THE COAST Guard helicopter can once again land at Letterkenny University Hospital following the completion of works to bring it up to European standards. For over a year now the Coast Guard helicopter has been landing at Errigal College after it emerged the hospital’s helipad did not meet the proper standards.
Speaking to the Donegal News, Manager at the Malin Head Coast Guard Unit, Derek Flanagan said the hospital helipad is an asset for the people of Donegal and the islands.
“The Coast Guard helicopter is a very specific aircraft. It is very big and it needs a particular landing site that has to be very safe. A survey was carried out on the older pad and it was decided that it was not up to European standards. The HSE and the hospital came together because it is an important asset to Donegal and the wider area and it was well worth the investment.”
While the vital work was being carried out the Coast Guard was landing their Performance Class One aircraft at Errigal College which Mr Flanagan said was not ideal. Landings were difficult at times. In certain weather conditions the helicopter also had to land at the airfield at the Big Isle.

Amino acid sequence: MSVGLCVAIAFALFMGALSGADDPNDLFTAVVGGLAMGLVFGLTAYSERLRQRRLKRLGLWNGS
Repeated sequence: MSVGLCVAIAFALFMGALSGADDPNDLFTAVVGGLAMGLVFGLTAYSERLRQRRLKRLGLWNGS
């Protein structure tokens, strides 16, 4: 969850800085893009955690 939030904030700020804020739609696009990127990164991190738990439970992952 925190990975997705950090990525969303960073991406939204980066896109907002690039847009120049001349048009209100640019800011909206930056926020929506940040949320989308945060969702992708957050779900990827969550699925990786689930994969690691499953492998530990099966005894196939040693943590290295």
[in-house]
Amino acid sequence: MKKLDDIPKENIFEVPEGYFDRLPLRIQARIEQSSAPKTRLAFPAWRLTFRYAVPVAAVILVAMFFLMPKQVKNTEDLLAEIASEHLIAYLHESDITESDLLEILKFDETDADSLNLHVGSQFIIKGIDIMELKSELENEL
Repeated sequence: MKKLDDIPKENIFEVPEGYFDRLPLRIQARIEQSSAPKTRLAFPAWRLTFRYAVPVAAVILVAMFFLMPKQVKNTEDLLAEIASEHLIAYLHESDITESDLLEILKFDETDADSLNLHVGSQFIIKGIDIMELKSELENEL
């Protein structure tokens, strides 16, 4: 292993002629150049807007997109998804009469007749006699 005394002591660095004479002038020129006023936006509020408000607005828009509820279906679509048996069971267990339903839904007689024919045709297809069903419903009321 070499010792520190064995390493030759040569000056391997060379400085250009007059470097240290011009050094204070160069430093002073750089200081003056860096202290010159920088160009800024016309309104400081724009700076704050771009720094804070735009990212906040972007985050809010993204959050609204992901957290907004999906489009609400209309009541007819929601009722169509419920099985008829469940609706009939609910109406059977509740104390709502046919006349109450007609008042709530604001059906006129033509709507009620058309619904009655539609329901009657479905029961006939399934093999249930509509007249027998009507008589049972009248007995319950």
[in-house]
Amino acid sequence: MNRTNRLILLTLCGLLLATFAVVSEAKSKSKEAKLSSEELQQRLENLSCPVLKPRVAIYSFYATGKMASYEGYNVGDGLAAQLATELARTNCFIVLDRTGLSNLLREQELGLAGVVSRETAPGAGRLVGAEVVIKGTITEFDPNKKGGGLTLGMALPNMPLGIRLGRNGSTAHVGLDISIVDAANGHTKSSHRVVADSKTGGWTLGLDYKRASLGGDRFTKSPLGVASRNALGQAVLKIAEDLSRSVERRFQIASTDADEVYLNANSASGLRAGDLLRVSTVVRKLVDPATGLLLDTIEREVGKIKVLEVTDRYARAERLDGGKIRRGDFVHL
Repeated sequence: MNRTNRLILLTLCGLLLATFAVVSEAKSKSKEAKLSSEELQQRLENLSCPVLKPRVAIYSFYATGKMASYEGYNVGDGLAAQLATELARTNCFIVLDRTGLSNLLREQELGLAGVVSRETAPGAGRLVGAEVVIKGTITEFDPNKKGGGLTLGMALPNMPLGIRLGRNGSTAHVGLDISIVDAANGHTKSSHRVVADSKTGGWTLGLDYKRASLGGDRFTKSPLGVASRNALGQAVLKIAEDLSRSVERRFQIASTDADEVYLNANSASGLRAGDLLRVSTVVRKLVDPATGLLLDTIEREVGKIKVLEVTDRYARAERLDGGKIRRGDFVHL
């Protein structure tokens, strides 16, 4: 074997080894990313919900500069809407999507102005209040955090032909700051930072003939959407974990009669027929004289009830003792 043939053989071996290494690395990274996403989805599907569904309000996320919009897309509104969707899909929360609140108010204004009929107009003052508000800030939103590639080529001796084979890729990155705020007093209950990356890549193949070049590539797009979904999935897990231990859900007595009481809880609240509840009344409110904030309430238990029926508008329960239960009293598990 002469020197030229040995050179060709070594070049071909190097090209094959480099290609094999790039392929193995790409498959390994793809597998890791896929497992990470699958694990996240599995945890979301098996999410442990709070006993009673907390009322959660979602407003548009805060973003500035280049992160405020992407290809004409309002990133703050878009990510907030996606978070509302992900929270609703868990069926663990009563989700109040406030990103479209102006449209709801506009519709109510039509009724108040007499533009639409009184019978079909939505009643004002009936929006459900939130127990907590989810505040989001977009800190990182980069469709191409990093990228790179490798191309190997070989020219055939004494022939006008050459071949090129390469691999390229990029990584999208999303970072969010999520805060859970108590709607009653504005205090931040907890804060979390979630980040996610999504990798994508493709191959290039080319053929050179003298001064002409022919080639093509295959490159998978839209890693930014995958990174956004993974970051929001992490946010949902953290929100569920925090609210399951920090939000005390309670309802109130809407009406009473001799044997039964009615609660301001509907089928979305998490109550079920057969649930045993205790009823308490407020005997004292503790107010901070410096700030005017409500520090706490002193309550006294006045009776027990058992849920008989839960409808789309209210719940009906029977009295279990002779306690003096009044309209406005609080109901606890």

“It makes a massive difference to the people of Donegal and the islands that we can fly straight into Letterkenny if there are any maritime incidents or incidents on the islands. We can land there day or night. It is a very important asset,” he added.
The work was completed recently and since then trial flights have been going in and out of Letterkenny for the pilots to familiarise themselves with the different approaches to the pad. The Coast Guard unit is extremely busy and before speaking to us on Tuesday Mr Flanagan was tasked with a medical evacuation off Arranmore Island.
“We would have on average 10 to 15 call outs per month. The summer would have a higher number of incidents with people going to the coast. Usually call outs increase relative to the weather so if we have good weather we get a higher number of call outs.”
However during lockdown there was a notable decline in the Coast Guard’s activities as travel restrictions were in place.
Mr Flanagan added: “Definitely during March, April, May it was very quiet and we got very few call outs. Towards the end of May we got very busy and we have been very busy since then. People are going back to the water and taking up their hobbies again. If anyone sees anyone in difficulty at sea call 999 and ask for the Coast Guard. If you are going to sea always wear a lifejacket.”